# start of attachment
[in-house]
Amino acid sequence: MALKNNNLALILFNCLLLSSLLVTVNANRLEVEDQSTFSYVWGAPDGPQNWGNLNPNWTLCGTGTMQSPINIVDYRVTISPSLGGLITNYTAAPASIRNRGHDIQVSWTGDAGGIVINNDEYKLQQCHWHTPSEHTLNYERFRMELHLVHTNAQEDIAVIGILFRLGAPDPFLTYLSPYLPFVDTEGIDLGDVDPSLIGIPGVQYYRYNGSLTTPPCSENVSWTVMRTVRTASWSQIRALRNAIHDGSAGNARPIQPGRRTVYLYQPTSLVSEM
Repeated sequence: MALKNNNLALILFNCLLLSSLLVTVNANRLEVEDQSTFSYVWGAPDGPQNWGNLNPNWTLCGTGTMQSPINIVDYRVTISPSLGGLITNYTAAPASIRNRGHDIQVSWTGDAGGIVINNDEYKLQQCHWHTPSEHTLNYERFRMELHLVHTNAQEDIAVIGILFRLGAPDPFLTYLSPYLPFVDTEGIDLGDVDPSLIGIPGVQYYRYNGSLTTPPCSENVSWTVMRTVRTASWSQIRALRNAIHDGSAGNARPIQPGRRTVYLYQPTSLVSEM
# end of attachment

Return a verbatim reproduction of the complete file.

[in-house]
Amino acid sequence: MALKNNNLALILFNCLLLSSLLVTVNANRLEVEDQSTFSYVWGAPDGPQNWGNLNPNWTLCGTGTMQSPINIVDYRVTISPSLGGLITNYTAAPASIRNRGHDIQVSWTGDAGGIVINNDEYKLQQCHWHTPSEHTLNYERFRMELHLVHTNAQEDIAVIGILFRLGAPDPFLTYLSPYLPFVDTEGIDLGDVDPSLIGIPGVQYYRYNGSLTTPPCSENVSWTVMRTVRTASWSQIRALRNAIHDGSAGNARPIQPGRRTVYLYQPTSLVSEM
Repeated sequence: MALKNNNLALILFNCLLLSSLLVTVNANRLEVEDQSTFSYVWGAPDGPQNWGNLNPNWTLCGTGTMQSPINIVDYRVTISPSLGGLITNYTAAPASIRNRGHDIQVSWTGDAGGIVINNDEYKLQQCHWHTPSEHTLNYERFRMELHLVHTNAQEDIAVIGILFRLGAPDPFLTYLSPYLPFVDTEGIDLGDVDPSLIGIPGVQYYRYNGSLTTPPCSENVSWTVMRTVRTASWSQIRALRNAIHDGSAGNARPIQPGRRTVYLYQPTSLVSEM